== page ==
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http://assets-s3.rollingstone.com/assets/images/album_review/4a2f7edac55cd751e29f2aa43f63d469a6957083.gif A.M.

Wilco

A.M.

Sire/Reprise
Rolling Stone: star rating
Community: star rating
5 3.5 0
February 2, 1998

Gram Parsons had a vision back in the '60s. With his International Submarine Band, Flying Burrito Brothers and later as a solo artist, he blazed the trail for pot-smokin', free-thinkin' rock & roll boys (and girls) to play real-deal C&W. More than 20 years after Parsons' death, Wilco are following that dream.

Wilco were spawned by Uncle Tupelo of Belleville, Ill., who, over the course of four albums, added country twang to their wash of guitar noise. As the tempos slowed, the frictions in the band apparently increased, and the combo, led by Belleville hometown boys Jeff Tweedy and Jay Farrar, broke up. The only good thing about this is that each songwriter has gone his separate way to spread the gospel. First out of the gate is Tweedy's Wilco, who have made one hell of a country-guts debut, A.M.

Tweedy enlisted other Tupeloes: bassist John Stirratt and drummer Ken Coomer, as well as multi-instrumentalist Max Johnston. For A.M., Wilco were joined by fellow Midwestern guitar slinger Brian Henneman (from the raucous Bottle Rockets of Festus, Mo.) and Texas pedal steel maestro Lloyd Maines. The band's back-porch groove is the perfect underpinning for Tweedy's laconic baritone; he leaves wide-open spaces with his laid-back phrasing and the plain-spoken poetry of his lyrics. Maines' lovesick pedal steel and Johnston's nimble offerings on mandolin, banjo, dobro and fiddle add plaintiveness, while Henneman's Neil Young-inspired guitar antics provide muscle.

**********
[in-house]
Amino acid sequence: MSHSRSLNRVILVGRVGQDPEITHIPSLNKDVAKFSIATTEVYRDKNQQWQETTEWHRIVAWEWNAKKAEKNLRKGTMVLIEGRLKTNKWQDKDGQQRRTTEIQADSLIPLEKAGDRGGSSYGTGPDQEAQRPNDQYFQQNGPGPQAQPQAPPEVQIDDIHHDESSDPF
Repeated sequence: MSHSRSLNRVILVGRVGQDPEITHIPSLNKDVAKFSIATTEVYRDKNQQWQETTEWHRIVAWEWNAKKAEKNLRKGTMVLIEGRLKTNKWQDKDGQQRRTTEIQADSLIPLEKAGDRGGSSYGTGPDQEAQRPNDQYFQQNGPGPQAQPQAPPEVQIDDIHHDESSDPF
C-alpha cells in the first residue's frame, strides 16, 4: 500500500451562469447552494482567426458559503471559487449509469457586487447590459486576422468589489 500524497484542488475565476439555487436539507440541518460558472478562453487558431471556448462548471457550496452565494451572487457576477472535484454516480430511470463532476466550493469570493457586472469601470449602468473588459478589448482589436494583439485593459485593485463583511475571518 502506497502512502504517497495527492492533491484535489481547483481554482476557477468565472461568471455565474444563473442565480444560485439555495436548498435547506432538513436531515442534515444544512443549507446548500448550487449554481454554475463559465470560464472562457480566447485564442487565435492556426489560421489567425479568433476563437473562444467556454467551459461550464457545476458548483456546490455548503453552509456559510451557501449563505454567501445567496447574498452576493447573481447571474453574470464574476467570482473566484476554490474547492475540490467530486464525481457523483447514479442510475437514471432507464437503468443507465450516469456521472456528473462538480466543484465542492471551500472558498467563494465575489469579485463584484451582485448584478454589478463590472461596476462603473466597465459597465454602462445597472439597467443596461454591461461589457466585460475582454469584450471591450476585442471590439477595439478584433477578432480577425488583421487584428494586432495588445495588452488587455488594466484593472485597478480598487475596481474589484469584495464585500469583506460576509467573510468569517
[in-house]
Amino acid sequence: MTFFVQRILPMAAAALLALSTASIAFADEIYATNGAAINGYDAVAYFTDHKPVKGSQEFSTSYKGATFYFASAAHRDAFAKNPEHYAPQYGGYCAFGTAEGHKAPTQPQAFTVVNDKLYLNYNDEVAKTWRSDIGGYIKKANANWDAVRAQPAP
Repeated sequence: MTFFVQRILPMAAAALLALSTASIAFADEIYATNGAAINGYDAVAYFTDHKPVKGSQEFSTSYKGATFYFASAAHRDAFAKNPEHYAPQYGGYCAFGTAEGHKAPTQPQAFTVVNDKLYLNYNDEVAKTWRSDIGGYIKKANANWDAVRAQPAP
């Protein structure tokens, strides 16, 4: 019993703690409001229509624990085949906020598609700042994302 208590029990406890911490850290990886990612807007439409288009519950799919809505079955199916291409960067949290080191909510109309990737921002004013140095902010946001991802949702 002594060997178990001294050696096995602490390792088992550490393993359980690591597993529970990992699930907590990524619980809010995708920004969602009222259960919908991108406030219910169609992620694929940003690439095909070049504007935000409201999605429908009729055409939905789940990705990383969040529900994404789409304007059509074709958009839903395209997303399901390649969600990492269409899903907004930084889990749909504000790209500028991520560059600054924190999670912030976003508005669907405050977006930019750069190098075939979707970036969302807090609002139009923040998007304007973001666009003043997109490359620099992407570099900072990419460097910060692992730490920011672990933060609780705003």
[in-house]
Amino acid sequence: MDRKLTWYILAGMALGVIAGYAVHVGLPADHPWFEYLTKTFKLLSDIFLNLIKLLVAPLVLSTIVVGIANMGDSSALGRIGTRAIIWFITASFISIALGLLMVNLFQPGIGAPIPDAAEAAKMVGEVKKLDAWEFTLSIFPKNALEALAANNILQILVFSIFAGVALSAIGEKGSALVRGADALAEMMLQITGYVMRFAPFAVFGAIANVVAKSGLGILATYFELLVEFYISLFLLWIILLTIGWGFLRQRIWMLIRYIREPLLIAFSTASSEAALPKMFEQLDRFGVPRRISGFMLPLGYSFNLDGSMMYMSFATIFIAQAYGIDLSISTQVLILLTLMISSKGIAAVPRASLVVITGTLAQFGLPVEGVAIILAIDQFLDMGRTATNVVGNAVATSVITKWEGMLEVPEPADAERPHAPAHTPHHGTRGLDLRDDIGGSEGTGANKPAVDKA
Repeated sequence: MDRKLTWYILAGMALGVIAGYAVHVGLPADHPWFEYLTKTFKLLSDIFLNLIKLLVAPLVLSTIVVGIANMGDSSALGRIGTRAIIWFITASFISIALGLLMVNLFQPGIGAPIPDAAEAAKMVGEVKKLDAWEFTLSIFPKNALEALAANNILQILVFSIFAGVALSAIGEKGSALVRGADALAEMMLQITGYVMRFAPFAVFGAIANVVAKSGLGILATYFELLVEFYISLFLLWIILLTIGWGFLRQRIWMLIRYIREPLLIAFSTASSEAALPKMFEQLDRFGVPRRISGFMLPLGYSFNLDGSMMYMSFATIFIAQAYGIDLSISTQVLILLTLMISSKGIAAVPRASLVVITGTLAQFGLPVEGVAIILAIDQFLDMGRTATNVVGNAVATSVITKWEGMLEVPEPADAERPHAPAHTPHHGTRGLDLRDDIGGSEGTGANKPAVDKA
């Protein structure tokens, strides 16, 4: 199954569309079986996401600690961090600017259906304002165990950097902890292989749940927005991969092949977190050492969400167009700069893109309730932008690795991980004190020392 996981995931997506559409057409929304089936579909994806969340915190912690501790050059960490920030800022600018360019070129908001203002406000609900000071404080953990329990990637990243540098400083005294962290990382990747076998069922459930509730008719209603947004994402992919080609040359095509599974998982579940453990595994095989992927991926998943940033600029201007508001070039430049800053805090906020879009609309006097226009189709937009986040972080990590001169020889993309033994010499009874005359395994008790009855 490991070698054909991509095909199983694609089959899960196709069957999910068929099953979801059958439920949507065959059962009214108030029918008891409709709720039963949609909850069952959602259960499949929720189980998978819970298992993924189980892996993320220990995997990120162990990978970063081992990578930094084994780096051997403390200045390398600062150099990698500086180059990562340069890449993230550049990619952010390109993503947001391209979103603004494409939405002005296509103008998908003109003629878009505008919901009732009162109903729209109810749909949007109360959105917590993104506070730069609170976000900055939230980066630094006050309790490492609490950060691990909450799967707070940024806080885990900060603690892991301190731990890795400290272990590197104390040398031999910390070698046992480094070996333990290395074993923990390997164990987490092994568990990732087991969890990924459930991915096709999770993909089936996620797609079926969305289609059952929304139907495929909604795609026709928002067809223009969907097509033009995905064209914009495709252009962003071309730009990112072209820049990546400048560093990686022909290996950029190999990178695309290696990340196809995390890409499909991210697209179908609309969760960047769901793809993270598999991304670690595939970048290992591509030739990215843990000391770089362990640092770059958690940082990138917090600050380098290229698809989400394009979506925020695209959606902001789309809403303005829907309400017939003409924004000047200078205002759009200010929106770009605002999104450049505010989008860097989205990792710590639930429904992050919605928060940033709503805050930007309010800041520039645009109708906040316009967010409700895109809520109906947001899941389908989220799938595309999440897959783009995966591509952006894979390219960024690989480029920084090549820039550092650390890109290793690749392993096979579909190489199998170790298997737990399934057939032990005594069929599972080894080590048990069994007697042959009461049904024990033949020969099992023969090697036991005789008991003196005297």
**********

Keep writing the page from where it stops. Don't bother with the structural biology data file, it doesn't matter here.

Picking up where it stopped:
Just as classic country tells of lovin', cheatin' and drinkin' — real life in everyday language — so does Tweedy's small-town worldview have an Everyman honesty. There hasn't been a more real breakup song than "Box Full of Letters," and "Passenger Side" describes another kind of loss — that of a DWI license suspension. Tweedy and crew have also absorbed riffs from their forefathers, and they spit them back: a touch of "Honky Tonk Women" here ("Casino Queen"), a dash of Tomight's the Night there. Present throughout, of course, are Parsons and his heroes George Jones and Merle Haggard.

Wilco's no-frills recipe for heartfelt C&W rock is most satisfying, just as Tweedy spells it out in "Blue Eyed Soul": "Can you keep it simple/Can you let the snare crack/Can you let it move without holding back." Wilco have done that and more.

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